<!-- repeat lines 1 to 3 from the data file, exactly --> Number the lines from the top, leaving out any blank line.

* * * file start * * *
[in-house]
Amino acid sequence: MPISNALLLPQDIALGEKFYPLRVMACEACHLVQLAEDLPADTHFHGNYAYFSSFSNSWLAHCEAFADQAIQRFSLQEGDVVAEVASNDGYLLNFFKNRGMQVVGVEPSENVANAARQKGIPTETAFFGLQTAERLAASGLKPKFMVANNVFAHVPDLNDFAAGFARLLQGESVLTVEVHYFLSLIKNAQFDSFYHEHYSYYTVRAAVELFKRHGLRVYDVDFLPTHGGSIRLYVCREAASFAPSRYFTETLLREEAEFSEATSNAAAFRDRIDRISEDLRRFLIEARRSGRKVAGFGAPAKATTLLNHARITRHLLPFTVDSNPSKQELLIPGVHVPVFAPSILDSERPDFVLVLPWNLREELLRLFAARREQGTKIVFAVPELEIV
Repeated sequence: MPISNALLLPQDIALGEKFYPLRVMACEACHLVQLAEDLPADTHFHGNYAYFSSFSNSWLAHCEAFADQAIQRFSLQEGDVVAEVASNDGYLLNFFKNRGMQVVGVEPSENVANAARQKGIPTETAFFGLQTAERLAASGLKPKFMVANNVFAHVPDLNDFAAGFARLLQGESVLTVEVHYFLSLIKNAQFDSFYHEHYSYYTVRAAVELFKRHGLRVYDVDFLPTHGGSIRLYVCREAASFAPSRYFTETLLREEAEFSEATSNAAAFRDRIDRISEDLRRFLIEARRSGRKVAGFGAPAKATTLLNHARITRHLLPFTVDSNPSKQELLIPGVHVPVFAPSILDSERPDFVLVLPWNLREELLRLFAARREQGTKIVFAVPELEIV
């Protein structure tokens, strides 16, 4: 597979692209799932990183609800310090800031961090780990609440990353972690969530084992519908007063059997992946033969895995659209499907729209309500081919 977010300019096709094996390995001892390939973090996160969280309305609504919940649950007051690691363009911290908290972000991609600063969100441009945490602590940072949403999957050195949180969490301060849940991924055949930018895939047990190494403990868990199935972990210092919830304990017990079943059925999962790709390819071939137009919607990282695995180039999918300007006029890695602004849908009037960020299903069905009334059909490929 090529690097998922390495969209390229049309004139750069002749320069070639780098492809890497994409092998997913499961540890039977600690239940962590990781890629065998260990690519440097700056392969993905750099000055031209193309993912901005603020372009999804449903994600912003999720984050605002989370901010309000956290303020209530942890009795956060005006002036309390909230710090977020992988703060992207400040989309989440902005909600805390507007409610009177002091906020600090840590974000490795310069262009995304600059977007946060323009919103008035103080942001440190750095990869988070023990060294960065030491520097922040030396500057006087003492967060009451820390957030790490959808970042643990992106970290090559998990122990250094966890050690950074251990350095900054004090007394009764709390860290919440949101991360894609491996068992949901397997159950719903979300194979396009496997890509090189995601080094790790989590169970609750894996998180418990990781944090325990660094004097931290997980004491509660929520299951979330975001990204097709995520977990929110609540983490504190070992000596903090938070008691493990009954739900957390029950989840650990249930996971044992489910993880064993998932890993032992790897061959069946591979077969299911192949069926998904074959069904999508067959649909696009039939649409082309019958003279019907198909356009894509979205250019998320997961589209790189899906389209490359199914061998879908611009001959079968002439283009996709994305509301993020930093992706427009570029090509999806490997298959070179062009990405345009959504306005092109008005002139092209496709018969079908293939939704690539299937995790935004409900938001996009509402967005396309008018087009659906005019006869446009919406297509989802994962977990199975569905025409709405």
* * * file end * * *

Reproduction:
[in-house]
Amino acid sequence: MPISNALLLPQDIALGEKFYPLRVMACEACHLVQLAEDLPADTHFHGNYAYFSSFSNSWLAHCEAFADQAIQRFSLQEGDVVAEVASNDGYLLNFFKNRGMQVVGVEPSENVANAARQKGIPTETAFFGLQTAERLAASGLKPKFMVANNVFAHVPDLNDFAAGFARLLQGESVLTVEVHYFLSLIKNAQFDSFYHEHYSYYTVRAAVELFKRHGLRVYDVDFLPTHGGSIRLYVCREAASFAPSRYFTETLLREEAEFSEATSNAAAFRDRIDRISEDLRRFLIEARRSGRKVAGFGAPAKATTLLNHARITRHLLPFTVDSNPSKQELLIPGVHVPVFAPSILDSERPDFVLVLPWNLREELLRLFAARREQGTKIVFAVPELEIV
Repeated sequence: MPISNALLLPQDIALGEKFYPLRVMACEACHLVQLAEDLPADTHFHGNYAYFSSFSNSWLAHCEAFADQAIQRFSLQEGDVVAEVASNDGYLLNFFKNRGMQVVGVEPSENVANAARQKGIPTETAFFGLQTAERLAASGLKPKFMVANNVFAHVPDLNDFAAGFARLLQGESVLTVEVHYFLSLIKNAQFDSFYHEHYSYYTVRAAVELFKRHGLRVYDVDFLPTHGGSIRLYVCREAASFAPSRYFTETLLREEAEFSEATSNAAAFRDRIDRISEDLRRFLIEARRSGRKVAGFGAPAKATTLLNHARITRHLLPFTVDSNPSKQELLIPGVHVPVFAPSILDSERPDFVLVLPWNLREELLRLFAARREQGTKIVFAVPELEIV